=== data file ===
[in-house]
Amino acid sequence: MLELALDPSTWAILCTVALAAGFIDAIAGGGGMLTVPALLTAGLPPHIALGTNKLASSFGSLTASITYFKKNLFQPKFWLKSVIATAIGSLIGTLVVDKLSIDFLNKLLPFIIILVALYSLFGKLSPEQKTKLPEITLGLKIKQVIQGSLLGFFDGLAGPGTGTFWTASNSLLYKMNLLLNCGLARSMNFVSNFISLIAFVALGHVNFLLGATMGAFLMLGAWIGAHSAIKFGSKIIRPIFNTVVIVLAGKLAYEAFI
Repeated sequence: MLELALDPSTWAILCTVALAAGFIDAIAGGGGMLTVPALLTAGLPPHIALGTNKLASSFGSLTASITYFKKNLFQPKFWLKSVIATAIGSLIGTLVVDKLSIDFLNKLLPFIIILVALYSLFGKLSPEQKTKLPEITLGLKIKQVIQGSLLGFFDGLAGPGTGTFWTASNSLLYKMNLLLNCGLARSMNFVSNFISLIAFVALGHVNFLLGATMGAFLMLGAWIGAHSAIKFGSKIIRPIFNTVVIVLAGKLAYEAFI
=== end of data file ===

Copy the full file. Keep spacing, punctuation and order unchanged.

[in-house]
Amino acid sequence: MLELALDPSTWAILCTVALAAGFIDAIAGGGGMLTVPALLTAGLPPHIALGTNKLASSFGSLTASITYFKKNLFQPKFWLKSVIATAIGSLIGTLVVDKLSIDFLNKLLPFIIILVALYSLFGKLSPEQKTKLPEITLGLKIKQVIQGSLLGFFDGLAGPGTGTFWTASNSLLYKMNLLLNCGLARSMNFVSNFISLIAFVALGHVNFLLGATMGAFLMLGAWIGAHSAIKFGSKIIRPIFNTVVIVLAGKLAYEAFI
Repeated sequence: MLELALDPSTWAILCTVALAAGFIDAIAGGGGMLTVPALLTAGLPPHIALGTNKLASSFGSLTASITYFKKNLFQPKFWLKSVIATAIGSLIGTLVVDKLSIDFLNKLLPFIIILVALYSLFGKLSPEQKTKLPEITLGLKIKQVIQGSLLGFFDGLAGPGTGTFWTASNSLLYKMNLLLNCGLARSMNFVSNFISLIAFVALGHVNFLLGATMGAFLMLGAWIGAHSAIKFGSKIIRPIFNTVVIVLAGKLAYEAFI